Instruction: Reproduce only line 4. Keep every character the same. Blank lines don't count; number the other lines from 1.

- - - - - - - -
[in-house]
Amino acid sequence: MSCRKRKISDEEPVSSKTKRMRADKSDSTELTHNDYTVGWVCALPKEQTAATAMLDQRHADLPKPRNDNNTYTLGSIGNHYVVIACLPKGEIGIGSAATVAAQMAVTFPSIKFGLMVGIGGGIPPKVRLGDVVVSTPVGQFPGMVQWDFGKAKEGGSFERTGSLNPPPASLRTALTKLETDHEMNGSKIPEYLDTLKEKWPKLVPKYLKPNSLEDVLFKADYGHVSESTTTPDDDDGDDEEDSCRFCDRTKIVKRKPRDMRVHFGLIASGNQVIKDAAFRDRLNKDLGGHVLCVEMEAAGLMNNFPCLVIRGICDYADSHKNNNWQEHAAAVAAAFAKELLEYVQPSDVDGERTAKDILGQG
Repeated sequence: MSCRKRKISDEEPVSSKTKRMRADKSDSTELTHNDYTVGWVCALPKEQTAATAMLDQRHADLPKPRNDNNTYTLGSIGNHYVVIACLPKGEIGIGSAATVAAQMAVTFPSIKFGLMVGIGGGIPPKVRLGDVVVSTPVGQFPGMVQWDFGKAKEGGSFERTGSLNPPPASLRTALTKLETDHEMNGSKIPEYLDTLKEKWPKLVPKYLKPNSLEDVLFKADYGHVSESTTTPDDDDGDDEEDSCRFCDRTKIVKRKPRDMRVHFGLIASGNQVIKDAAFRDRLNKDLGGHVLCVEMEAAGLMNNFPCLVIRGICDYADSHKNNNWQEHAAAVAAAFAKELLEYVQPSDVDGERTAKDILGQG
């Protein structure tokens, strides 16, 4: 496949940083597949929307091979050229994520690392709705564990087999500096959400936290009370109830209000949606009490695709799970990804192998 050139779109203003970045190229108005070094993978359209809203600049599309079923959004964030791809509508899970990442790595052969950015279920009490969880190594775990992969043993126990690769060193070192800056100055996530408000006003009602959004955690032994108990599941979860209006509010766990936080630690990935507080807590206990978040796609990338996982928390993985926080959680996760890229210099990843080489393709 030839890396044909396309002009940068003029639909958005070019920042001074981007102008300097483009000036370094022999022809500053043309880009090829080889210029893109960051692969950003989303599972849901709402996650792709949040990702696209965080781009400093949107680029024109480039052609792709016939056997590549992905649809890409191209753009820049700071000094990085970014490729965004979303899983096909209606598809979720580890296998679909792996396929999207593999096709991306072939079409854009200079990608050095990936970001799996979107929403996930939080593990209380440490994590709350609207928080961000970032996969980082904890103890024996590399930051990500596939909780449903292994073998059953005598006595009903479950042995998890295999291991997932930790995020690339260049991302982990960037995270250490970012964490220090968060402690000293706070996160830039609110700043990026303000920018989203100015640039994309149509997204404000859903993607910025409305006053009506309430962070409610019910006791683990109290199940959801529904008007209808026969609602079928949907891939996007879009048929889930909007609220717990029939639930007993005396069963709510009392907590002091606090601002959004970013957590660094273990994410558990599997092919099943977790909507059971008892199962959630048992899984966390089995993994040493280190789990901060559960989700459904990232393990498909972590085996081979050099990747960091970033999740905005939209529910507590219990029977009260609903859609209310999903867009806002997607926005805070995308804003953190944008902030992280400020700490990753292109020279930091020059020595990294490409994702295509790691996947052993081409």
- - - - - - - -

């Protein structure tokens, strides 16, 4: 496949940083597949929307091979050229994520690392709705564990087999500096959400936290009370109830209000949606009490695709799970990804192998 050139779109203003970045190229108005070094993978359209809203600049599309079923959004964030791809509508899970990442790595052969950015279920009490969880190594775990992969043993126990690769060193070192800056100055996530408000006003009602959004955690032994108990599941979860209006509010766990936080630690990935507080807590206990978040796609990338996982928390993985926080959680996760890229210099990843080489393709 030839890396044909396309002009940068003029639909958005070019920042001074981007102008300097483009000036370094022999022809500053043309880009090829080889210029893109960051692969950003989303599972849901709402996650792709949040990702696209965080781009400093949107680029024109480039052609792709016939056997590549992905649809890409191209753009820049700071000094990085970014490729965004979303899983096909209606598809979720580890296998679909792996396929999207593999096709991306072939079409854009200079990608050095990936970001799996979107929403996930939080593990209380440490994590709350609207928080961000970032996969980082904890103890024996590399930051990500596939909780449903292994073998059953005598006595009903479950042995998890295999291991997932930790995020690339260049991302982990960037995270250490970012964490220090968060402690000293706070996160830039609110700043990026303000920018989203100015640039994309149509997204404000859903993607910025409305006053009506309430962070409610019910006791683990109290199940959801529904008007209808026969609602079928949907891939996007879009048929889930909007609220717990029939639930007993005396069963709510009392907590002091606090601002959004970013957590660094273990994410558990599997092919099943977790909507059971008892199962959630048992899984966390089995993994040493280190789990901060559960989700459904990232393990498909972590085996081979050099990747960091970033999740905005939209529910507590219990029977009260609903859609209310999903867009806002997607926005805070995308804003953190944008902030992280400020700490990753292109020279930091020059020595990294490409994702295509790691996947052993081409």